Ignore Stakeholders at Your Own Risk

From the Voices on Project Management Blog
by , , , , , , , , , , , , , , , , ,
Voices on Project Management offers insights, tips, advice and personal stories from project managers in different regions and industries. The goal is to get you thinking, and spark a discussion. So, if you read something that you agree with - or even disagree with - leave a comment.

About this Blog

RSS

View Posts By:

Cameron McGaughy
Marian Haus
Lynda Bourne
Lung-Hung Chou
Bernadine Douglas
Kevin Korterud
Conrado Morlan
Peter Tarhanidis
Mario Trentim
Jen Skrabak
David Wakeman
Roberto Toledo
Cecilia Wong
Vivek Prakash
Cyndee Miller
Shobhna Raghupathy
Wanda Curlee
Rebecca Braglio

Recent Posts

How to Use Your Position to Improve Team Members

Taiwanese Firm Simplifies Green Building Projects

3 Project Management Lessons From March Madness

The Value of Community

The Secret to Stakeholder Management

Email Notifications off: Turn on


I've been discussing stakeholders and communication for some time now without focusing on the key question: Why do stakeholders matter? Well, on most projects, stakeholders equate to risks.

There are a few risks that don't involve people--inclement weather, for example--but 90 percent of the risks on most projects are caused by one or more people:

•    Quality risks  almost always occur because people do not follow or not understand processes.

•    Design risks are usually the result of people not communicating.

•    Time and cost risks typically tie back to the performance of people doing the work.

•    Even inclement weather is influenced by people's perceptions--what's deemed "too wet to work" in a temperate climate may be seen as okay in a tropical monsoon climate.

People also determine if a risk is acceptable or not. Whether a risk is perceived as acceptable or not is 100 percent inside a person's mind.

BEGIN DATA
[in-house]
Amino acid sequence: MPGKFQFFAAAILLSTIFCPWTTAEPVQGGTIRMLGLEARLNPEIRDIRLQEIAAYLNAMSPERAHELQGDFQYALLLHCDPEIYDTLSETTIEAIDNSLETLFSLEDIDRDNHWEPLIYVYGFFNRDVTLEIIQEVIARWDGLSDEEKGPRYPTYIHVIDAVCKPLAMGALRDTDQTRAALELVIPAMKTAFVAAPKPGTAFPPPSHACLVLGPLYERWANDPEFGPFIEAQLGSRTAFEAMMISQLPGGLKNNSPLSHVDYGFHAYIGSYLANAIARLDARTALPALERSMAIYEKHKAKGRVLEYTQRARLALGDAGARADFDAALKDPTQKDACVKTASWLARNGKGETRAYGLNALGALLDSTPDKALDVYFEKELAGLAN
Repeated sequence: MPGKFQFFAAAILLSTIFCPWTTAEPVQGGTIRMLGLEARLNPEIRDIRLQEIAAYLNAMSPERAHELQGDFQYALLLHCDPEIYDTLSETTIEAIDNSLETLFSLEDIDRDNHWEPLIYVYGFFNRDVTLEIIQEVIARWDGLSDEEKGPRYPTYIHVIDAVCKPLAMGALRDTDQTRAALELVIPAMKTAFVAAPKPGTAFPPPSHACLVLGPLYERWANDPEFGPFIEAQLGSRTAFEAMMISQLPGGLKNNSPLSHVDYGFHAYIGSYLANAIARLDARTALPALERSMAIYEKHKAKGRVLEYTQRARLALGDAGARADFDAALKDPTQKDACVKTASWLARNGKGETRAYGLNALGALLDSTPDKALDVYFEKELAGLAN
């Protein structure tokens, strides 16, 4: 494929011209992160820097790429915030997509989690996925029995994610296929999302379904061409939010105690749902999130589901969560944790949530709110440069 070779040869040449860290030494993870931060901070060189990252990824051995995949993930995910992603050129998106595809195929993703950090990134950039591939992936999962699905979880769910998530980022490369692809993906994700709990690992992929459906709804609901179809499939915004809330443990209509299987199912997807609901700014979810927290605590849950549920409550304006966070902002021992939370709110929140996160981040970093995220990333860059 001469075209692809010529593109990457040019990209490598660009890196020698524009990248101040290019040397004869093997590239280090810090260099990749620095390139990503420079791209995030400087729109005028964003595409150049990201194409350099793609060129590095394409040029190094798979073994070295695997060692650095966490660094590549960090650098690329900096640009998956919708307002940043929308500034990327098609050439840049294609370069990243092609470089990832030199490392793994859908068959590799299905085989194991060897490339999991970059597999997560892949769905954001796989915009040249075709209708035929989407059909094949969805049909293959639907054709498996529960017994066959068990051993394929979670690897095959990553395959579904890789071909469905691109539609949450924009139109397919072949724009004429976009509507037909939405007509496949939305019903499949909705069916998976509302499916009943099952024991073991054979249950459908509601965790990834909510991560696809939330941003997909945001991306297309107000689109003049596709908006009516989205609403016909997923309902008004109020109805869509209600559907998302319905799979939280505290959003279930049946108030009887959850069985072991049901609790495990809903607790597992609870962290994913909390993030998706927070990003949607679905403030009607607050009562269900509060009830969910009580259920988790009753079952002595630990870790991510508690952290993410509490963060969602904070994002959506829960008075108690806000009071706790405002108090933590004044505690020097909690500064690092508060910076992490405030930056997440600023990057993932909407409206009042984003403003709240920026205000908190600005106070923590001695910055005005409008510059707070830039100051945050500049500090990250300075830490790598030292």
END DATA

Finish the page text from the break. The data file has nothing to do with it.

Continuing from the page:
As project managers, our job is to reduce risks to a level that gives the project the best overall chance of success. Yet extreme risk aversion will kill a project more effectively than a gung-ho attitude.

Of course, what constitutes a sensible level of risk is totally dependent on the perceptions and risk attitude of your key stakeholders.

That's why a central part of effective stakeholder management is ascertaining the risk attitude of your stakeholders. And then you must either adapt the project to fit within these parameters or provide the necessary information to help the stakeholder change his or her perceptions of what is acceptable.

The more that people feel they understand a situation, the more willing they are to accept risks.

Similarly, if you have a trusting relationship with someone, you're more likely to rely on their capability to safely manage risks on your behalf.

The most useful risk management strategy you can use on your project is effective stakeholder management supported by good communication. What has your experience been?
Posted by Lynda Bourne on: October 04, 2009 06:09 PM | Permalink

Comments

Jose Luis Rosero
Excuse my bad English.

Excellent article, the risk-stakeholders-communications.

This relationship is relevant in the world of project management.

Sincerely.

Jose Rosero PMP ®
Bogota-Colombia

Please Login/Register to leave a comment.

ADVERTISEMENTS

"Of course the music is a great difficulty. You see, if one plays good music, people don't listen, and if one plays bad music, people don't talk."

- Oscar Wilde

ADVERTISEMENT

Sponsors

>